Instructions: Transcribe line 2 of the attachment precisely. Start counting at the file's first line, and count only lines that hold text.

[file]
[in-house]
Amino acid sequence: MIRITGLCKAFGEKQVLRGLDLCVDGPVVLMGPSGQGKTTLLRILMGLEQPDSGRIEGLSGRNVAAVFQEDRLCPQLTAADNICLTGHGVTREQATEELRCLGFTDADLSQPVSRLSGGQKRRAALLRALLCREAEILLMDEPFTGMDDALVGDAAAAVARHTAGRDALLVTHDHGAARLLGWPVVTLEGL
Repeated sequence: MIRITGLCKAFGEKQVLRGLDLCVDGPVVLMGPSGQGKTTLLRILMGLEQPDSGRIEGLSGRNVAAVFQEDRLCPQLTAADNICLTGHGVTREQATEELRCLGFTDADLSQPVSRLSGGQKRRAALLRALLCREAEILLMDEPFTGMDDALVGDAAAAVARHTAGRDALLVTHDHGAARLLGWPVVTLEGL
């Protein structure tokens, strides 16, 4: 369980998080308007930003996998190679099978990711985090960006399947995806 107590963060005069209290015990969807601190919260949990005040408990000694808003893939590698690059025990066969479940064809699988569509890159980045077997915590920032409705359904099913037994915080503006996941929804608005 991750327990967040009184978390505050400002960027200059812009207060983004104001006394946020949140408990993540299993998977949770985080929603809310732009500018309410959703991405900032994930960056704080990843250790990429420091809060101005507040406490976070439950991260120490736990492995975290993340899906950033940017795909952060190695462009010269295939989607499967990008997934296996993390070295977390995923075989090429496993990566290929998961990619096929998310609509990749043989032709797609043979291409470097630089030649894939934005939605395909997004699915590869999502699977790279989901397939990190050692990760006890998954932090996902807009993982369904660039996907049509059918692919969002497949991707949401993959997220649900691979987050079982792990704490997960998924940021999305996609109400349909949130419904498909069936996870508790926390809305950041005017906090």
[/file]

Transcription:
Amino acid sequence: MIRITGLCKAFGEKQVLRGLDLCVDGPVVLMGPSGQGKTTLLRILMGLEQPDSGRIEGLSGRNVAAVFQEDRLCPQLTAADNICLTGHGVTREQATEELRCLGFTDADLSQPVSRLSGGQKRRAALLRALLCREAEILLMDEPFTGMDDALVGDAAAAVARHTAGRDALLVTHDHGAARLLGWPVVTLEGL